The next week, Margo makes her way to the Central Rheumatology Clinic to meet her new rheumatologist, a kind, middle-aged man named Dr. Knowsalot. He listens to Margo’s story of her fluctuating symptoms and takes his time examining her. Margo feels safe and in good hands. Despite having only minimal symptoms, Dr. Knowsalot confirms that his assessment of her symptoms and examination, coupled with the results of blood and imaging tests, points to her having RA. He explains that early, aggressive treatment of the disease gives her the best chance for going into remission. Thanks to this type of chronic illness now being treated as a medical emergency, the rates of remission have increased hugely since the old days of the 2010s. Back then, people often had to wait months, sometimes years, and see several different doctors before they got a diagnosis. The doctor explains that scientists are getting close to a cure, but until that happens it’s important to use medication to protect her from the damage RA can cause. Margo is glad to have an explanation for what is going on in her body and feels optimistic that she will feel better soon.

Dr. Knowsalot explains that he wants to protect not just her joints, but also all the other systems in the body that can be affected by the inflammation. Before she leaves his office, several other appointments are made for her. These include a rheumatology social worker, who will help her adjust emotionally to the new diagnosis and connect her to community resources that can be helpful for someone with RA. She also has an appointment with a preventative cardiologist to make sure that her heart is not affected and with an ophthalmologist to double check that her eyes are fine. She’ll also see the pain management specialist in the clinic, because, Dr. Knowsalot says it’s very important to treat her pain to make sure that she has optimal quality of life. He also gives her a card with the phone number to the office and his email address and encourages her to contact him between appointments if she has any questions.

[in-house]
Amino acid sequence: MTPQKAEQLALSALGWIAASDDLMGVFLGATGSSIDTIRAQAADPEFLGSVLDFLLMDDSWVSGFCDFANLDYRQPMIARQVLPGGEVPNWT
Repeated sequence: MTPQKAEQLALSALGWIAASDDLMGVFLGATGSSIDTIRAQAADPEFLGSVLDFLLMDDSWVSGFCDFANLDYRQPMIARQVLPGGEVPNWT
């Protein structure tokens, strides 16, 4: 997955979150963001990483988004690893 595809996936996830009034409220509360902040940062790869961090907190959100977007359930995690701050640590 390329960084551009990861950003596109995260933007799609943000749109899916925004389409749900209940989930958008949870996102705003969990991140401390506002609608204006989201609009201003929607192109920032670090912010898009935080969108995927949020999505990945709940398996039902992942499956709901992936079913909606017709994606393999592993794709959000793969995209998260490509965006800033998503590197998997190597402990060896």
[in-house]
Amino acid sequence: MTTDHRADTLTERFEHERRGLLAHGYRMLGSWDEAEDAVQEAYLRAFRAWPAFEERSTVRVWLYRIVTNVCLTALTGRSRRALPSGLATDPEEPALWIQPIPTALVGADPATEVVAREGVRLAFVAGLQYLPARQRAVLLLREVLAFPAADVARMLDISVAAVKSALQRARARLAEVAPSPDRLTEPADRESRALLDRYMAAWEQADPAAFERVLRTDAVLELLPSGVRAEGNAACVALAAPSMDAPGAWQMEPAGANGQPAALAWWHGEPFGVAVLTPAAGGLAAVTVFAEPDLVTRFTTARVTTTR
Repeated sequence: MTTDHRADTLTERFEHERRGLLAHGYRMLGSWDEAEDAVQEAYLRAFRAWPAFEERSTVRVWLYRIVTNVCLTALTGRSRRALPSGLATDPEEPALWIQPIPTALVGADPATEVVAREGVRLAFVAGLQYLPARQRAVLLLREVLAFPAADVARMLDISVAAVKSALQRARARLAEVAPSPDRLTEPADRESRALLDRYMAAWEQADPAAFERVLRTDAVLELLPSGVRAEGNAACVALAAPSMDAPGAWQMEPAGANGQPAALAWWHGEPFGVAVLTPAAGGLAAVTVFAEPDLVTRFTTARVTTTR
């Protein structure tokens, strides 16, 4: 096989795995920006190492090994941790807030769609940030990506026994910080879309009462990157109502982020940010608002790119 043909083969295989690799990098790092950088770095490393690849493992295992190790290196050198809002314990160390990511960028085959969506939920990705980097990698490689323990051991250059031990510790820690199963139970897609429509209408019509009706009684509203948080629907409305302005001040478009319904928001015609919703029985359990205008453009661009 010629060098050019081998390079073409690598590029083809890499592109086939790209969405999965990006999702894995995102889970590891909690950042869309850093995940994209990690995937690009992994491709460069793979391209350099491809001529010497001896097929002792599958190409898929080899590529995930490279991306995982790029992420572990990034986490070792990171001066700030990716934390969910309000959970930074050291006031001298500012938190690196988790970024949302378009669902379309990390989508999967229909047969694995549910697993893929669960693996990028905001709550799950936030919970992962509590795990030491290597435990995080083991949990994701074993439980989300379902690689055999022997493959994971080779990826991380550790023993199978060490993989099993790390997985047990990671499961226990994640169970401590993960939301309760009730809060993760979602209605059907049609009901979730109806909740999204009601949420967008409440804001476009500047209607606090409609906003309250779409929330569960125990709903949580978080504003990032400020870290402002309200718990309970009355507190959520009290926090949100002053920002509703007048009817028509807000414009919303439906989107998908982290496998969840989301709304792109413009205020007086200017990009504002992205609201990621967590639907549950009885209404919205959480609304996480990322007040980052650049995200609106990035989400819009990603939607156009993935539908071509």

Margo walks out to her car in a daze. One she’s inside, she looks through the cheerful yellow folder she got at the clinic. In it are printouts of her appointments with the other health professionals associated with the clinic, as well as pamphlets covering almost all the questions that were whirling around in her head. She also notices a page of resources, including webpages and blogs in the RA online community, books about living well with RA and many other resources. She already feels part of a community and is surprised that despite just been diagnosed with a chronic illness, she feels certain she can handle it. Must be because there’s so much information and support about her disease, she thinks.

Before she drives home, Margo calls her boyfriend Peter to give him the news. He’s been working with her on research before the appointment and isn’t too surprised at the diagnosis. He’s perfectly supportive and tells her they’ll get through it together. Margo also gives him the contact information for another rheumatology social worker, explaining that Dr. Knowsalot is recommended that her partner also receive some counseling. “Chronic illness can be hard on relationships,” he’d explained, “it’s best to deal with the issues right away so you can work together as a team.”